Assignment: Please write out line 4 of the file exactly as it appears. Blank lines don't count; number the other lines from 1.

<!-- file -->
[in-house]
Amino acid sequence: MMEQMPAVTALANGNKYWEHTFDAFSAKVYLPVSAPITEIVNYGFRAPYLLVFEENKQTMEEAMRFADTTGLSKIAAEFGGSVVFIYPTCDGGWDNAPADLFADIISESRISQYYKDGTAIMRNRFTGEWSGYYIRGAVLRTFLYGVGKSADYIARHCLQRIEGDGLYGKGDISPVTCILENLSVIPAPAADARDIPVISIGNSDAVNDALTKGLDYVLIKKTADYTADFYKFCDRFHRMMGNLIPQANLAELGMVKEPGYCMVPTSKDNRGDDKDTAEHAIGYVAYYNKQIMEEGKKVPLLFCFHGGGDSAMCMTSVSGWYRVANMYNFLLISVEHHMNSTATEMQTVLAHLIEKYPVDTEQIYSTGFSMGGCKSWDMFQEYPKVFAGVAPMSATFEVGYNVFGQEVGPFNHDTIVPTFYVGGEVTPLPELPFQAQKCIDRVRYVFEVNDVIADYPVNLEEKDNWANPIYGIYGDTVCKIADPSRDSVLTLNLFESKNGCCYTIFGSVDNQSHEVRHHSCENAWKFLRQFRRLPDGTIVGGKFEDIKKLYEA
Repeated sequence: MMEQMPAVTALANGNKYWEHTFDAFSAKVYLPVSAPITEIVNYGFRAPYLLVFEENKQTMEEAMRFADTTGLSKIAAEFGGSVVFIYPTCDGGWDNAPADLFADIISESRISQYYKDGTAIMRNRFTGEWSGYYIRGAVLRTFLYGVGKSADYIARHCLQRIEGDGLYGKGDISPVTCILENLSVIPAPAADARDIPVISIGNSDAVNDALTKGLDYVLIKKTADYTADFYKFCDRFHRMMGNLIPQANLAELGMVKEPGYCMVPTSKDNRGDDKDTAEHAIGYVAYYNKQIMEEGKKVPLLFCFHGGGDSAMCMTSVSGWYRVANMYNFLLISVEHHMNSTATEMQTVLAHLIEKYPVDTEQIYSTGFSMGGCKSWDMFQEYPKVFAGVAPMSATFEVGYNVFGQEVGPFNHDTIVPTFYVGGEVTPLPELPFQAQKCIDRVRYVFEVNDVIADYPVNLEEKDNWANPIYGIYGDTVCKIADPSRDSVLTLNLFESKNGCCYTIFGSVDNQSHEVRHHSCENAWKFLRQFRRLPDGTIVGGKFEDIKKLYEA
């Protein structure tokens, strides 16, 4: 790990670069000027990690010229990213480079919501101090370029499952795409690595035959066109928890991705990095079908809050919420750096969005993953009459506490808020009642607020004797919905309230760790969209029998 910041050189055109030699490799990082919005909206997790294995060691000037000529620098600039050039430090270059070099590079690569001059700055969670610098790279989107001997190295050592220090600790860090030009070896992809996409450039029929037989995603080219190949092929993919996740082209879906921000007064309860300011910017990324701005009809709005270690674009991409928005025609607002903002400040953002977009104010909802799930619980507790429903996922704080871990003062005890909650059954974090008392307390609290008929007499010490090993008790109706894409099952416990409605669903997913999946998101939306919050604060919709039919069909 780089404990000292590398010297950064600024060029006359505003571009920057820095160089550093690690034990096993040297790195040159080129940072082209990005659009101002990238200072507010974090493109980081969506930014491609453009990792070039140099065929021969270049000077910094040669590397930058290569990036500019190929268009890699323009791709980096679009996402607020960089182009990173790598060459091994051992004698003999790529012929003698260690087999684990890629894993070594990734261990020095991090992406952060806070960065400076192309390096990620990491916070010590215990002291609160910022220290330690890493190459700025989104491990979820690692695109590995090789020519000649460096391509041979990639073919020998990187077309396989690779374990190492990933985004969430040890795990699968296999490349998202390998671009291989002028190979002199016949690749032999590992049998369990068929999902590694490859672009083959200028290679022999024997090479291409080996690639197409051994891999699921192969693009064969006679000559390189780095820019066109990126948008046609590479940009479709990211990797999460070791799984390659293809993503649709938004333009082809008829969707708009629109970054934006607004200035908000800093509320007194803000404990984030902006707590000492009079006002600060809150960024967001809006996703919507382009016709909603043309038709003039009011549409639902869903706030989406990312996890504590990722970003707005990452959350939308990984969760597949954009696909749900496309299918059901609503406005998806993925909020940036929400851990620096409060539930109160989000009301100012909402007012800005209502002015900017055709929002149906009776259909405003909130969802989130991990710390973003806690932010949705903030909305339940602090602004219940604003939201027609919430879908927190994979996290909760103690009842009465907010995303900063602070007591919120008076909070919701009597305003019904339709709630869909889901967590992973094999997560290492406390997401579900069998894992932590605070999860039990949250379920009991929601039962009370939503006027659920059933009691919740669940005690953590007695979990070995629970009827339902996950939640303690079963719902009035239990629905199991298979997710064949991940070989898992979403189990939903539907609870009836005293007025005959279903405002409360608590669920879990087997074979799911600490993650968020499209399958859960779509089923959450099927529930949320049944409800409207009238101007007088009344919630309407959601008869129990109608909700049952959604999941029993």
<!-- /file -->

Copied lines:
């Protein structure tokens, strides 16, 4: 790990670069000027990690010229990213480079919501101090370029499952795409690595035959066109928890991705990095079908809050919420750096969005993953009459506490808020009642607020004797919905309230760790969209029998 910041050189055109030699490799990082919005909206997790294995060691000037000529620098600039050039430090270059070099590079690569001059700055969670610098790279989107001997190295050592220090600790860090030009070896992809996409450039029929037989995603080219190949092929993919996740082209879906921000007064309860300011910017990324701005009809709005270690674009991409928005025609607002903002400040953002977009104010909802799930619980507790429903996922704080871990003062005890909650059954974090008392307390609290008929007499010490090993008790109706894409099952416990409605669903997913999946998101939306919050604060919709039919069909 780089404990000292590398010297950064600024060029006359505003571009920057820095160089550093690690034990096993040297790195040159080129940072082209990005659009101002990238200072507010974090493109980081969506930014491609453009990792070039140099065929021969270049000077910094040669590397930058290569990036500019190929268009890699323009791709980096679009996402607020960089182009990173790598060459091994051992004698003999790529012929003698260690087999684990890629894993070594990734261990020095991090992406952060806070960065400076192309390096990620990491916070010590215990002291609160910022220290330690890493190459700025989104491990979820690692695109590995090789020519000649460096391509041979990639073919020998990187077309396989690779374990190492990933985004969430040890795990699968296999490349998202390998671009291989002028190979002199016949690749032999590992049998369990068929999902590694490859672009083959200028290679022999024997090479291409080996690639197409051994891999699921192969693009064969006679000559390189780095820019066109990126948008046609590479940009479709990211990797999460070791799984390659293809993503649709938004333009082809008829969707708009629109970054934006607004200035908000800093509320007194803000404990984030902006707590000492009079006002600060809150960024967001809006996703919507382009016709909603043309038709003039009011549409639902869903706030989406990312996890504590990722970003707005990452959350939308990984969760597949954009696909749900496309299918059901609503406005998806993925909020940036929400851990620096409060539930109160989000009301100012909402007012800005209502002015900017055709929002149906009776259909405003909130969802989130991990710390973003806690932010949705903030909305339940602090602004219940604003939201027609919430879908927190994979996290909760103690009842009465907010995303900063602070007591919120008076909070919701009597305003019904339709709630869909889901967590992973094999997560290492406390997401579900069998894992932590605070999860039990949250379920009991929601039962009370939503006027659920059933009691919740669940005690953590007695979990070995629970009827339902996950939640303690079963719902009035239990629905199991298979997710064949991940070989898992979403189990939903539907609870009836005293007025005959279903405002409360608590669920879990087997074979799911600490993650968020499209399958859960779509089923959450099927529930949320049944409800409207009238101007007088009344919630309407959601008869129990109608909700049952959604999941029993």